George finally kills Netta on Guy Fawkes Night. He carries her wrapped body through streets filled with revelers and deposits it on top of the largest bonfire. Having no memory of the killing, George is able to convince the police that he is innocent, but Middleton remains suspicious. He confronts George on the night of his concerto premiere and insists that he be taken in for his own protection. However, George locks Middleton in the flat and performs the concerto as planned. Middleton's banging is heard by a local workman, and he is freed. Midway through the performance, he enters the music salon with several other policemen, which causes George to remember his crimes. He stops playing and asks Barbara to carry the performance; however, when police question him in a separate room, he attacks them and throws a gas lamp, setting the building on fire. George returns to the salon and resumes playing the piano while the audience and musicians flee, heedless of the fire around him and ignoring Barbara's pleas to escape. As Middleton, Barbara, and Sir Henry look on from outside the burning building, Sir Henry asks why George did not try to get out. Middleton replies, "It's better this way, Sir." The concert hall fills with flame and smoke as George plays the last notes of his concerto.





Laird Cregar, a fan of the original novel, encouraged 20th Century Fox to buy the film rights. Fox agreed, but wanted to recreate the success that it had enjoyed the previous year with The Lodger, and made several changes to the story, including the main character's personality and the setting. Cregar, George Sanders, and John Brahm, who had all worked together in The Lodger, signed on with the project.

Cregar, who had ambitions of being a leading man and was worried that he would always be cast as a villain, refused the role and was put on suspension. Glenn Langan was announced as his replacement.[4] However, Cregar realized that he could use his romantic scenes with Linda Darnell and Faye Marlowe to his advantage in order to change his public image into a more romantic one. He thus accepted the role, but began a radical crash diet to give his character more physical appeal.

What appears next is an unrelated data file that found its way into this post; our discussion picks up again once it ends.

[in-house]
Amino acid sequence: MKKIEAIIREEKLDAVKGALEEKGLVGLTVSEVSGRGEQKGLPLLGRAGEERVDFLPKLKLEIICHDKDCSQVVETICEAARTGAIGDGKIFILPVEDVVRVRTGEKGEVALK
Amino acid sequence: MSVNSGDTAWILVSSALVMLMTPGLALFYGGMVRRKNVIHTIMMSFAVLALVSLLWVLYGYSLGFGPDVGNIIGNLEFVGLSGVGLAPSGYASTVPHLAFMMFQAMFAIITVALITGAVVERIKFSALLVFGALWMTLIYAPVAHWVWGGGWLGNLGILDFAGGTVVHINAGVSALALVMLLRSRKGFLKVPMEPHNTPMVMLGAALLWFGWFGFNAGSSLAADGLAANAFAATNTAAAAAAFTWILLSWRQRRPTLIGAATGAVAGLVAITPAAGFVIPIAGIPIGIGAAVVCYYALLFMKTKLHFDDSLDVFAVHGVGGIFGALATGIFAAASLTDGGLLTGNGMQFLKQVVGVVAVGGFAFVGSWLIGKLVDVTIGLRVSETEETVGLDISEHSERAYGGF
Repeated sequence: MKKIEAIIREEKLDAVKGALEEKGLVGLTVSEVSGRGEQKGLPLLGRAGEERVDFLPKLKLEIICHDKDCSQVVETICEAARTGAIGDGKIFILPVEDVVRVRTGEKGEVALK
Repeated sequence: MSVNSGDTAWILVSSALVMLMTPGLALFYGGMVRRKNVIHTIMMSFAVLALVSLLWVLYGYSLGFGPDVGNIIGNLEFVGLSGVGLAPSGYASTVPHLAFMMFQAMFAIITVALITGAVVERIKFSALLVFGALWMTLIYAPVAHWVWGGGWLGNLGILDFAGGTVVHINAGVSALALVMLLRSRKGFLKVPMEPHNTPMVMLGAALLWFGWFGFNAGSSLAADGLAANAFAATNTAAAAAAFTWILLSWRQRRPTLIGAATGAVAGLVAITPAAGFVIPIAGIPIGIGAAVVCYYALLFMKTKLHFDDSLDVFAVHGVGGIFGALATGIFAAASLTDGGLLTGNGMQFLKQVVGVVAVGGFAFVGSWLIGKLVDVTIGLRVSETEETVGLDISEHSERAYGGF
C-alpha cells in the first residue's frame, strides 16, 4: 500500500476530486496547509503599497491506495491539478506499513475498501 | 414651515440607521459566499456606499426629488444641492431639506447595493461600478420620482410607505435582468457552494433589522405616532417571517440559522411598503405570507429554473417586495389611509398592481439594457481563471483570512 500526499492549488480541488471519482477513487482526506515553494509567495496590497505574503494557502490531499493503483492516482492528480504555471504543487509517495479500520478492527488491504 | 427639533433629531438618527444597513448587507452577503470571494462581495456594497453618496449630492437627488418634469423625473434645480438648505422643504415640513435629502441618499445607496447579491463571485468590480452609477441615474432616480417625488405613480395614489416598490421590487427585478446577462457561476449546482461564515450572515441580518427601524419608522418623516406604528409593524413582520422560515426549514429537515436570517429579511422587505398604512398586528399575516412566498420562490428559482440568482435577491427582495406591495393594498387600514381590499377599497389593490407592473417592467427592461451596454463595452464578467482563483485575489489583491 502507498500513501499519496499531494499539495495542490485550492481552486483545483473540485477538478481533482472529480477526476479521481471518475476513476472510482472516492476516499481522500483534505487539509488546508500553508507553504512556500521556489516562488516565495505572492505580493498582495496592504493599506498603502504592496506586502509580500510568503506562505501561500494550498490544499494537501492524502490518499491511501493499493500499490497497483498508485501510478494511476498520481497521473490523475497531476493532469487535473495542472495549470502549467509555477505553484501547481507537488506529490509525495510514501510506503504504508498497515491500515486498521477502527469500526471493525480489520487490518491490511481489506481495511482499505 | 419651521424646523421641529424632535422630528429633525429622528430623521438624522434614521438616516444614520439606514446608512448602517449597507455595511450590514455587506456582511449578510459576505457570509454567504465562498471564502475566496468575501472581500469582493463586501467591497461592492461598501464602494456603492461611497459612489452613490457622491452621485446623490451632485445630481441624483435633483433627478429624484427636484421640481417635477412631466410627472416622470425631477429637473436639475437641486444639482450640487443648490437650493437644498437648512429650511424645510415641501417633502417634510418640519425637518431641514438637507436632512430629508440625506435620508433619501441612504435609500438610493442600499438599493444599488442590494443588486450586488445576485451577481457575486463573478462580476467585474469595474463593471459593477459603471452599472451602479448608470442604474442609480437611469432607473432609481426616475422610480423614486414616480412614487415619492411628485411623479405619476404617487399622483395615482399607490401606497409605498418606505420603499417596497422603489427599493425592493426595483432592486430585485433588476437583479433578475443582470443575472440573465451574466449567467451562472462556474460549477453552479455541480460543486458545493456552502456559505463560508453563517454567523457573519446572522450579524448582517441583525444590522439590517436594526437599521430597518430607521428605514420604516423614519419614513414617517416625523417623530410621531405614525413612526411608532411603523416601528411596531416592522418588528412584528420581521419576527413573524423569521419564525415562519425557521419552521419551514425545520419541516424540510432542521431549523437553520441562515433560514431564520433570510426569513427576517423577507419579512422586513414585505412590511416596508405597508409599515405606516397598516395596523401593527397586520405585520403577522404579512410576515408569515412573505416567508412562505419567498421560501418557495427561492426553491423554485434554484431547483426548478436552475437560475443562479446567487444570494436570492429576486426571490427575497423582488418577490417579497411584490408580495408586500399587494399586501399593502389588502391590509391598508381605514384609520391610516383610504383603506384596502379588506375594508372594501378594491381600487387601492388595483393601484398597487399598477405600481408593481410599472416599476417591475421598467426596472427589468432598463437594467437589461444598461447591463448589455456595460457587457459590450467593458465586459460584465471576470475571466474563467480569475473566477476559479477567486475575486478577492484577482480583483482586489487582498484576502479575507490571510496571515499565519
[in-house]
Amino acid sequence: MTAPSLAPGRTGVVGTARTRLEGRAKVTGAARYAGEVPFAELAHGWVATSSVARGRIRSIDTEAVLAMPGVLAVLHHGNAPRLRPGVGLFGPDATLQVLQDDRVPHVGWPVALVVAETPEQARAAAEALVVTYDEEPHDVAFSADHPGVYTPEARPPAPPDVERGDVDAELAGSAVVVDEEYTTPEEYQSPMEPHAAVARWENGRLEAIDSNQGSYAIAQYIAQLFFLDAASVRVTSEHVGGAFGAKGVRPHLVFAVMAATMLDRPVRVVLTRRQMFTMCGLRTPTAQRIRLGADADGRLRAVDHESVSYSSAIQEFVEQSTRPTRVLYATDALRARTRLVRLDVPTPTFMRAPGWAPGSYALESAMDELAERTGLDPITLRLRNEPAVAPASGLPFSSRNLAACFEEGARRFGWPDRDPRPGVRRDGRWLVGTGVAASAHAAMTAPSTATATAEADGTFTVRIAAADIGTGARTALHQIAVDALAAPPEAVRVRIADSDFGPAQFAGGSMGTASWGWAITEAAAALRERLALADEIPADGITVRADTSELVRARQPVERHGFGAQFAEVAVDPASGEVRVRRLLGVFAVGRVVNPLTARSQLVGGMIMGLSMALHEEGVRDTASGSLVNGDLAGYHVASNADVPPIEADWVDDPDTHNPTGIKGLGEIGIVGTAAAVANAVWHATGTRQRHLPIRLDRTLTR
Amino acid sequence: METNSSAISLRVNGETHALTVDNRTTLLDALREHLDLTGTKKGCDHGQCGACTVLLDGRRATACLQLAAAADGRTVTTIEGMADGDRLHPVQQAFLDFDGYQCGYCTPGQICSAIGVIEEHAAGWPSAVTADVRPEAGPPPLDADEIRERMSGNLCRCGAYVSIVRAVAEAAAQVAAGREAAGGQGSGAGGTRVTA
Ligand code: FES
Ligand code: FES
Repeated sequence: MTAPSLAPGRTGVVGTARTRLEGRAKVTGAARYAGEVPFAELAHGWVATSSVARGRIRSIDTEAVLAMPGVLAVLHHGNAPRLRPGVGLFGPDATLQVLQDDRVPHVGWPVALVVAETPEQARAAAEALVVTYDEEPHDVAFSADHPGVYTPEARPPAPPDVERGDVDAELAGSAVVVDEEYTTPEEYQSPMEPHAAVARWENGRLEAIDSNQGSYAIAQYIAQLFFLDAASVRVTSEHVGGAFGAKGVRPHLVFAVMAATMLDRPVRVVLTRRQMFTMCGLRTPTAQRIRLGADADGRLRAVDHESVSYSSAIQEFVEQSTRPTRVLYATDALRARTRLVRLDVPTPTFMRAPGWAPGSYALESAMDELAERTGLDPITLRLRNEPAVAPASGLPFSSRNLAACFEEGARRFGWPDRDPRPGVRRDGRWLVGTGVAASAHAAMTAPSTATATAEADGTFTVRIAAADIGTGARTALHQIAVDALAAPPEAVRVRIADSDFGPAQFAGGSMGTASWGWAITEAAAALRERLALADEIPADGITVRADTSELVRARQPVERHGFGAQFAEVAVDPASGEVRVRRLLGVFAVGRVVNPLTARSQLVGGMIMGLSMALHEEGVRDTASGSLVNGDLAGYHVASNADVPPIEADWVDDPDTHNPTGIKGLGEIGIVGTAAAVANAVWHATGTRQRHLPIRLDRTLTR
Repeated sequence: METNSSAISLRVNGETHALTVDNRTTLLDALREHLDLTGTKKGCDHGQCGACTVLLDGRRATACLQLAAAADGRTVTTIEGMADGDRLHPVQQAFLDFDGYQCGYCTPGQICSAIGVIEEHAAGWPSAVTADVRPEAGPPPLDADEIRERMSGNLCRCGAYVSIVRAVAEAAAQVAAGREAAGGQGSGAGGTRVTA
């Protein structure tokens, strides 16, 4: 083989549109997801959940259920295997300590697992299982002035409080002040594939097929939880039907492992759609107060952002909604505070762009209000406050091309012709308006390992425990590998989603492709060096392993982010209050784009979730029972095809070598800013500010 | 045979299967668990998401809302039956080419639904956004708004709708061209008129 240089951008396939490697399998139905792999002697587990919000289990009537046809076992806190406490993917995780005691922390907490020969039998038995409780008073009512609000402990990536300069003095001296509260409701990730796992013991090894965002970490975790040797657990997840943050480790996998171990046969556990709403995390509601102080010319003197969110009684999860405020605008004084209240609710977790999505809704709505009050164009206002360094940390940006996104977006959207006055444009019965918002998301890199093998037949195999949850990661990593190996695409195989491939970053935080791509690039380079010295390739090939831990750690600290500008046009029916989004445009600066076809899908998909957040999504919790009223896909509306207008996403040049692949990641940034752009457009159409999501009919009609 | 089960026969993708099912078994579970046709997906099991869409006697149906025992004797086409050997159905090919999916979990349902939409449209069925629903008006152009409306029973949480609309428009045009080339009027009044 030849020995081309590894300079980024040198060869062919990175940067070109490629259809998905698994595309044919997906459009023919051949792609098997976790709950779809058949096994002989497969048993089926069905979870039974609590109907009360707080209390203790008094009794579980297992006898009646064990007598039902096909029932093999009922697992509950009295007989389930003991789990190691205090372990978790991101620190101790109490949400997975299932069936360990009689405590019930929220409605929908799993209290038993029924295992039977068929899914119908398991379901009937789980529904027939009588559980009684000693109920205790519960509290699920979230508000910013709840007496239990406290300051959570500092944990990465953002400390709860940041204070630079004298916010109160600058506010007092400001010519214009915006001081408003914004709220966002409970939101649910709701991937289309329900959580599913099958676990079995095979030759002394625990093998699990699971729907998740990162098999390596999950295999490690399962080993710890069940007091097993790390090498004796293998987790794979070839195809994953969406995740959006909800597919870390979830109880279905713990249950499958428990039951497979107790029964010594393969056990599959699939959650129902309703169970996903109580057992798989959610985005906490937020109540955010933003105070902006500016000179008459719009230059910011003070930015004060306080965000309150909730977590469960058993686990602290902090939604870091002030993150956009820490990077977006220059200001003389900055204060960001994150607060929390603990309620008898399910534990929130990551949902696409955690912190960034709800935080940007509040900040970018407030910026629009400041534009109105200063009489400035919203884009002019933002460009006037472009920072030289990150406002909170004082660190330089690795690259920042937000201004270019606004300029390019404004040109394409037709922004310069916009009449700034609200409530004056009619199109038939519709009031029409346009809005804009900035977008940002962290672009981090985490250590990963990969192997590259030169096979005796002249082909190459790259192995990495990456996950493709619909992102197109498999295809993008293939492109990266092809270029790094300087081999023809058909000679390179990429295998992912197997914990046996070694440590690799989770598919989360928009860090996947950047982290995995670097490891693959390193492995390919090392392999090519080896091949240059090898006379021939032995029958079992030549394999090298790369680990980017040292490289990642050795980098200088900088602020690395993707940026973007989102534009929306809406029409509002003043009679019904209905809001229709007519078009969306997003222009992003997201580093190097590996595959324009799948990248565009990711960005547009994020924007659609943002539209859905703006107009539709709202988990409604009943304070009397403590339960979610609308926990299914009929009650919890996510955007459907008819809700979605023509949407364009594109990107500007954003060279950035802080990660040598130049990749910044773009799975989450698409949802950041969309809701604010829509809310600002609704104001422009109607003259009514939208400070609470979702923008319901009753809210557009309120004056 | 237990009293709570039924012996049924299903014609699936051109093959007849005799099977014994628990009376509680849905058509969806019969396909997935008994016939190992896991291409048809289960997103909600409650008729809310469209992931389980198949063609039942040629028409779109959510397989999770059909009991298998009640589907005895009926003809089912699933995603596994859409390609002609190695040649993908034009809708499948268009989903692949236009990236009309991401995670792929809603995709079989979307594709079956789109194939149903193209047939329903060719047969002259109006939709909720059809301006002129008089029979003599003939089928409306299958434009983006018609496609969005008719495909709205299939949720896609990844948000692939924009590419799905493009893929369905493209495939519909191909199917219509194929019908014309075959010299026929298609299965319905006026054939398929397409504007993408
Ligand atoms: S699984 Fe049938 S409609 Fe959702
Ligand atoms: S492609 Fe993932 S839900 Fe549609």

The film had to be shot entirely in sequence so as to be consistent with Cregar's real-life weight loss.[5] This frustrated director Brahm, who frequently clashed with Cregar. As a musician, Cregar was eager to perform the musical pieces on his own; however, Brahm insisted that he mime the piano playing. Cregar used amphetamines to aid his rapid weight loss, which led to erratic behavior.[citation needed] Brahm lost patience with Cregar and forced the entire cast and crew to sign a document stating that they were on Brahm's side in order to humiliate Cregar into submission.[citation needed] When filming ended, Cregar told Brahm: "Well, I think we've worked together long enough to know we never want to work together again."